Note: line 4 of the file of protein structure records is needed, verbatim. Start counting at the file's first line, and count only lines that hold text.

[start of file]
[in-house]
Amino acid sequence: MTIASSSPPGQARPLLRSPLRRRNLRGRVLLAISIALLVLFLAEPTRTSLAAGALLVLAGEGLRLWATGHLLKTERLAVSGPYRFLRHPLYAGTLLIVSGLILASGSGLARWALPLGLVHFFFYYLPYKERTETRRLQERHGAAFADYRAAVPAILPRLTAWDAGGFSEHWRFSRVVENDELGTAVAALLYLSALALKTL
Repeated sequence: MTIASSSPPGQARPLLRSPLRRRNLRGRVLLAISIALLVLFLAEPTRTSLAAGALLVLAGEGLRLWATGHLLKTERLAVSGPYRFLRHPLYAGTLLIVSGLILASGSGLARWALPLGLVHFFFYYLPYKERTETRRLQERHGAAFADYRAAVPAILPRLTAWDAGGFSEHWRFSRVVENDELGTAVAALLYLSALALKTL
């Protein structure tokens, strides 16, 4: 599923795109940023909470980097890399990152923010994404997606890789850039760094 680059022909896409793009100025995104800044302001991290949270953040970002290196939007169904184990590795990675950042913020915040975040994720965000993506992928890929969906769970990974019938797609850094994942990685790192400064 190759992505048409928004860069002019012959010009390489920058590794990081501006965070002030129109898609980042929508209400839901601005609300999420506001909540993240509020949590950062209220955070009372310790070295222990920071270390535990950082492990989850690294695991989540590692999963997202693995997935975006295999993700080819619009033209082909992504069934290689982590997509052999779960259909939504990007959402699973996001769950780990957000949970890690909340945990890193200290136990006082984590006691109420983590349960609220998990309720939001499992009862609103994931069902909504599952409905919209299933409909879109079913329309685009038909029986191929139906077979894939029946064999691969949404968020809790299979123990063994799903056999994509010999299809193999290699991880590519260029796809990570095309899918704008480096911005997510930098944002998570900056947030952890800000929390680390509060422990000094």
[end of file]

């Protein structure tokens, strides 16, 4: 599923795109940023909470980097890399990152923010994404997606890789850039760094 680059022909896409793009100025995104800044302001991290949270953040970002290196939007169904184990590795990675950042913020915040975040994720965000993506992928890929969906769970990974019938797609850094994942990685790192400064 190759992505048409928004860069002019012959010009390489920058590794990081501006965070002030129109898609980042929508209400839901601005609300999420506001909540993240509020949590950062209220955070009372310790070295222990920071270390535990950082492990989850690294695991989540590692999963997202693995997935975006295999993700080819619009033209082909992504069934290689982590997509052999779960259909939504990007959402699973996001769950780990957000949970890690909340945990890193200290136990006082984590006691109420983590349960609220998990309720939001499992009862609103994931069902909504599952409905919209299933409909879109079913329309685009038909029986191929139906077979894939029946064999691969949404968020809790299979123990063994799903056999994509010999299809193999290699991880590519260029796809990570095309899918704008480096911005997510930098944002998570900056947030952890800000929390680390509060422990000094």